Want access to the Executive Summit Event Deck? Click Here!


Unlock this content by joining the PreSales Collective with global community with 20,000+ professionals
Read this content here ↗

We all know that sales forecasting is essential to the success of not only the sales team, but the entire organization. And PreSales teams tend to have a lot of insights into potential deals because we’re very in tune with prospects and spend a lot of time talking to them and understanding their business and needs. But we’re not often asked to play a role in the forecasting process, especially in a formal way. In the recent PreSales Leadership Collective Executive Summit, we had a great session on ways to change this, with insights from:


Mélissa Chouikrat-Coyne, Senior Manager of EMEA Solutions Commercial at DocuSign

Marjorie Abdelkrime, Head of Multi-Cloud at VMWare


Why PreSales Should Play a Part in Forecasting


Sales forecasting works best when there’s multiple voices and perspectives involved, not just sales. These perspectives can offer different ways of viewing potential deals and evaluating their chances of success. And a different point of view might uncover issues - or upsides - that aren’t evident to the sales team alone.


So it’s clear that PreSales - often mentioned as the “trusted advisor” to both sales and the customer - can offer an informed, nuanced perspective to the sales forecasting process.


But why should we help with forecasting? What is in it for us as PreSales professionals?


  • We can offer an enriched forecast with holistic perspectives.
  • We can ensure the forecasting process focuses on what matters and sets customers up for success.
  • We can get seen and heard - additional recognition for a team that is often overlooked and undervalued.


Key Components


Mélissa has identified several components of her team’s sales forecasting process and deal health assessments that have made them successful. These components have been tried and tested, and tweaked along the way as well to ensure they’re working well.


  1. Design outputs for the wider team. This includes documenting key customer requirements, capturing the proposed solution, and accelerating the time-to-value realisation. This component helps the whole team get to a thorough understanding of the deal specs before onboarding customers to ensure the deal is successful past the point of making the sale.


  1. Grading. Her team assigns an A, B, C, or D grade based on two parts: the functional fit of the deal and the technical complexity of the solution. This is just one example of a grading system to record an opinion as part of the forecast. If you don't tell people what you think, they won’t hear it.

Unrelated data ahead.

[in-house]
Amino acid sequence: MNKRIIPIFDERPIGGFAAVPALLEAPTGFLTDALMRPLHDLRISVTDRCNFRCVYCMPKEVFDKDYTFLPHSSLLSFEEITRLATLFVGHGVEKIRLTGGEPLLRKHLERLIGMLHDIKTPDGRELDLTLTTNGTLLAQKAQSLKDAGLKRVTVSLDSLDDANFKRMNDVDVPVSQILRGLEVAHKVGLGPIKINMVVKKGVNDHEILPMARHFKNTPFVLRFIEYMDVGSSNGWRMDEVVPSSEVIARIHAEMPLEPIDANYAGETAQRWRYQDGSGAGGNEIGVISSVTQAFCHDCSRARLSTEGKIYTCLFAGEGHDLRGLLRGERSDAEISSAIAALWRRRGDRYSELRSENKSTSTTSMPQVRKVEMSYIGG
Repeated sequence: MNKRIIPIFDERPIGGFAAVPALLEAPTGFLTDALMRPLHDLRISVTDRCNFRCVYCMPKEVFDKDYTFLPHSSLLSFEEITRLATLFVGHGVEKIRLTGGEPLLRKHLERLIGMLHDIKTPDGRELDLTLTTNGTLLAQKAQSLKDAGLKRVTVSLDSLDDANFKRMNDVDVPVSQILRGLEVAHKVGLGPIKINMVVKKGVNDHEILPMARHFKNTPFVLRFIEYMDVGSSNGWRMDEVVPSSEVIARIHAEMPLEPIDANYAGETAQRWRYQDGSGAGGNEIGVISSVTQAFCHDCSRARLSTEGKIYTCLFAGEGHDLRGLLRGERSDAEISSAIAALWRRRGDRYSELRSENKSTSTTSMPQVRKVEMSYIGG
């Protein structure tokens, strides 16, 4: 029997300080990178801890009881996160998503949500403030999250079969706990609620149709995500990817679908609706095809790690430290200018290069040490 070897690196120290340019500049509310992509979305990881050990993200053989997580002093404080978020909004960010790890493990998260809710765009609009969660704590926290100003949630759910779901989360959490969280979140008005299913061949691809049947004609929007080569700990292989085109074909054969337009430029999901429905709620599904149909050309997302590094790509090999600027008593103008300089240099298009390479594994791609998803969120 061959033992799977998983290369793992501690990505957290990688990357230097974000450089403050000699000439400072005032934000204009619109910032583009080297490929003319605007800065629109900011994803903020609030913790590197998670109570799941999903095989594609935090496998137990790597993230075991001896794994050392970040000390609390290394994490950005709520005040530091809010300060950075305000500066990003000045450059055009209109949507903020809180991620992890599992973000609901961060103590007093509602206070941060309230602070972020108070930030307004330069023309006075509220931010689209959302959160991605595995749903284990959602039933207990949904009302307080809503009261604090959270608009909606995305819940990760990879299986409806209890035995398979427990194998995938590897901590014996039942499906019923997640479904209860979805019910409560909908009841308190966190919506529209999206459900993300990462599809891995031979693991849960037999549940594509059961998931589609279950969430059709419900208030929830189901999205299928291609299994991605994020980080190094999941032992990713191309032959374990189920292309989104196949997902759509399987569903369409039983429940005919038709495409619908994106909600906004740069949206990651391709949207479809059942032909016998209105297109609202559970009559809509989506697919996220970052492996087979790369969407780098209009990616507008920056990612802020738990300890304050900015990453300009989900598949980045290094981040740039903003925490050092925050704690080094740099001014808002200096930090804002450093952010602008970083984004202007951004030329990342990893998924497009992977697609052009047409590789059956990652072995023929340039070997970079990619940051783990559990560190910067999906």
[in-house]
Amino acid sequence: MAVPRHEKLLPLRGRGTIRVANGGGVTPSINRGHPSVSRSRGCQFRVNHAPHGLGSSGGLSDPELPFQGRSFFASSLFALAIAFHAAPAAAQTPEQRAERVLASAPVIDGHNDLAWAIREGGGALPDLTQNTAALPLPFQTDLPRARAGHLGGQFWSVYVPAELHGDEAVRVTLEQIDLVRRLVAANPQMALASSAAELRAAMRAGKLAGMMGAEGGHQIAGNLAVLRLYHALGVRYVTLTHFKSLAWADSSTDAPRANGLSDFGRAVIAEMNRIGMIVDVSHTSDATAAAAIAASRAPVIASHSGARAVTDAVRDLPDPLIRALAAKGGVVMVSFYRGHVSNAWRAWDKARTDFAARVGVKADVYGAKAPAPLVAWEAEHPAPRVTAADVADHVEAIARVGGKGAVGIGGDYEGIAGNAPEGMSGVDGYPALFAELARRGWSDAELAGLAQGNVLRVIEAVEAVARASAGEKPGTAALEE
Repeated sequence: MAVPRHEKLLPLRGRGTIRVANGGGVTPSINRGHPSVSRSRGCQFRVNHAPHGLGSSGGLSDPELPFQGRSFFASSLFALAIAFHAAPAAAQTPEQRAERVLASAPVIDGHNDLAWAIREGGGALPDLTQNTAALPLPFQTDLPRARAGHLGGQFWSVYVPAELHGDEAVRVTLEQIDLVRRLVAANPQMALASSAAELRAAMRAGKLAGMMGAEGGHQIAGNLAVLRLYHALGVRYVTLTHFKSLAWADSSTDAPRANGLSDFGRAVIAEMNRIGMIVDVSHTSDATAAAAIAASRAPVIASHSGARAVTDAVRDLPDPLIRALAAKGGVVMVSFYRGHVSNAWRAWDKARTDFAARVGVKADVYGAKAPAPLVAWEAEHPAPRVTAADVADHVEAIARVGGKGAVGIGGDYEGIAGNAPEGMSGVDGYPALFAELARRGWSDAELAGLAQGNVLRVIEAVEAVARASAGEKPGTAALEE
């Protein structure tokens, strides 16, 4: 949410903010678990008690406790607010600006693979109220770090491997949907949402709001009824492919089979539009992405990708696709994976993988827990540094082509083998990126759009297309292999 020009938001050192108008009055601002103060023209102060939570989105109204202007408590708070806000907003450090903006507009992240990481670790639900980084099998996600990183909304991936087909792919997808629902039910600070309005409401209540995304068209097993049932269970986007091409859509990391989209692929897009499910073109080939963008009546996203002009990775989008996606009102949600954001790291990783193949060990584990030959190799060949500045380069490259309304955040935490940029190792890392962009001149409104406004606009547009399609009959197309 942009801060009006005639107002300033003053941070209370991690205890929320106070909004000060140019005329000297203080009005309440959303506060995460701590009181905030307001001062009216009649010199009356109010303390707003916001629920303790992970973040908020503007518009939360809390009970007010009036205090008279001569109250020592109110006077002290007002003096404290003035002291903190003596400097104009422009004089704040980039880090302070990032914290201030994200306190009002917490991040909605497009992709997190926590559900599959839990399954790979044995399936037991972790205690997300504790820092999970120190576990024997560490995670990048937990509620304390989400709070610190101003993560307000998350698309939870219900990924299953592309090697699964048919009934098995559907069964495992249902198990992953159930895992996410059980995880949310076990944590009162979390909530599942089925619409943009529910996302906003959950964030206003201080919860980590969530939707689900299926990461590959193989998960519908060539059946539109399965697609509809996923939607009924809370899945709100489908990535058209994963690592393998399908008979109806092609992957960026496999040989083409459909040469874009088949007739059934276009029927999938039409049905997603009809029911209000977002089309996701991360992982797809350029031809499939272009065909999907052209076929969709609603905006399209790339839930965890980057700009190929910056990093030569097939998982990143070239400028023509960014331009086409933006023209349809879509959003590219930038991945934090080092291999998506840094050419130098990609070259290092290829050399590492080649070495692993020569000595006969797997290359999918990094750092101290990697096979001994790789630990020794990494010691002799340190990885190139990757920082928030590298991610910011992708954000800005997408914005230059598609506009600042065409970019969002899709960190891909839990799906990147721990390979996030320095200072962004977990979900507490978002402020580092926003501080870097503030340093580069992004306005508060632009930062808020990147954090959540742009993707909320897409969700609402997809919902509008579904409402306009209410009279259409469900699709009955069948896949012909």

1. Accountability. Build admin into your team’s routine and cadence. Empower the team with up-to-date data, and hold everyone accountable. PreSales has a greater knowledge of what’s happening on the field and depth of knowledge that every sales leader should be striving to access.


Mélissa’s team sorts potential deals into high, neutral, and low categories for forecasting. Then they look at what’s already been done, and what can still be done to move any deal forward. They’re determined to leave no stone unturned based on tangible assessments by both the deal AE and PreSales. This ensures that they have a realistic look at what the deal is now, and what can be done in future.


How Does This Look in Practice?


Mélissa used to not feel comfortable sharing her view in the forecasting process. She felt a bit like a big elephant in a china shop - not everyone will think it’s your role. But they will grow and get used to it because there are so many benefits that the success will show them you should be a part of it.


Over time as she spoke up more, she got invited proactively to share her opinion because the sales trusted her. And eventually she had a full seat at the table as a trusted partner. Also you will find new opportunities for resolution and help to fix the forecast based on reality, though you might need to kill your (or the sales team’s) darlings.


Getting to this endpoint of contributions and appreciation requires fine tuning and continuously improving. After a few months of positive contributions, the curiosity turns very positive. PreSales professionals can be more suspicious or cynical than our sales counterparts, which can be positive. We don’t want to force sales leaders to view things through that lens as well, but there is a space for us to question the reality so everyone knows it’s something solid. Reducing the “happy ears” within the sales team helps everyone have an accurate, realistic sales forecast.


Eventually, as a PreSales leader contributing to the forecasting process, you will be appreciated and seen as a key leader. No one can afford to have an inaccurate forecast. PreSales can help the whole team focus on what matters and set customers up for success. And when the voice of PreSales is seen and heard, we’re on the edge of glory.



Want access to the Executive Summit Event Deck? Click Here!